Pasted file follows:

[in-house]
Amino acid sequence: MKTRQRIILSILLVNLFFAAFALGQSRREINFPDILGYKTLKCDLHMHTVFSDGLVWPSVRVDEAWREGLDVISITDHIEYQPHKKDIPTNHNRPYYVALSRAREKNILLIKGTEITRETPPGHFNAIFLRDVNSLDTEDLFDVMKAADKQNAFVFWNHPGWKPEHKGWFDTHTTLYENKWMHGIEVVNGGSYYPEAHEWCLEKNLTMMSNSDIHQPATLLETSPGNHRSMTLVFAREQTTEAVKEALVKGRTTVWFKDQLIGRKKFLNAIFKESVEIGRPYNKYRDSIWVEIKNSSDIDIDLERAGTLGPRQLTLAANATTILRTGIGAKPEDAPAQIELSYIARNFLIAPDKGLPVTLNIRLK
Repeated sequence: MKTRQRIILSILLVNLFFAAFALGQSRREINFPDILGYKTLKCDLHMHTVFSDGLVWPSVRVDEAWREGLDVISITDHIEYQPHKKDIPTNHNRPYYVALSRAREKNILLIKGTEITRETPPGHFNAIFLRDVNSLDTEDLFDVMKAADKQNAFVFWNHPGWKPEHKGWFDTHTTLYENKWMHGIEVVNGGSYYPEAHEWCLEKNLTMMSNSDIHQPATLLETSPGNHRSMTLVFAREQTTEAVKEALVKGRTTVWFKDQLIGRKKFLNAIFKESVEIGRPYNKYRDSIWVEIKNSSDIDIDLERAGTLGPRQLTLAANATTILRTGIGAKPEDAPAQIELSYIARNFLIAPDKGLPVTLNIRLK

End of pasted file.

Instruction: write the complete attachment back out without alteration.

[in-house]
Amino acid sequence: MKTRQRIILSILLVNLFFAAFALGQSRREINFPDILGYKTLKCDLHMHTVFSDGLVWPSVRVDEAWREGLDVISITDHIEYQPHKKDIPTNHNRPYYVALSRAREKNILLIKGTEITRETPPGHFNAIFLRDVNSLDTEDLFDVMKAADKQNAFVFWNHPGWKPEHKGWFDTHTTLYENKWMHGIEVVNGGSYYPEAHEWCLEKNLTMMSNSDIHQPATLLETSPGNHRSMTLVFAREQTTEAVKEALVKGRTTVWFKDQLIGRKKFLNAIFKESVEIGRPYNKYRDSIWVEIKNSSDIDIDLERAGTLGPRQLTLAANATTILRTGIGAKPEDAPAQIELSYIARNFLIAPDKGLPVTLNIRLK
Repeated sequence: MKTRQRIILSILLVNLFFAAFALGQSRREINFPDILGYKTLKCDLHMHTVFSDGLVWPSVRVDEAWREGLDVISITDHIEYQPHKKDIPTNHNRPYYVALSRAREKNILLIKGTEITRETPPGHFNAIFLRDVNSLDTEDLFDVMKAADKQNAFVFWNHPGWKPEHKGWFDTHTTLYENKWMHGIEVVNGGSYYPEAHEWCLEKNLTMMSNSDIHQPATLLETSPGNHRSMTLVFAREQTTEAVKEALVKGRTTVWFKDQLIGRKKFLNAIFKESVEIGRPYNKYRDSIWVEIKNSSDIDIDLERAGTLGPRQLTLAANATTILRTGIGAKPEDAPAQIELSYIARNFLIAPDKGLPVTLNIRLK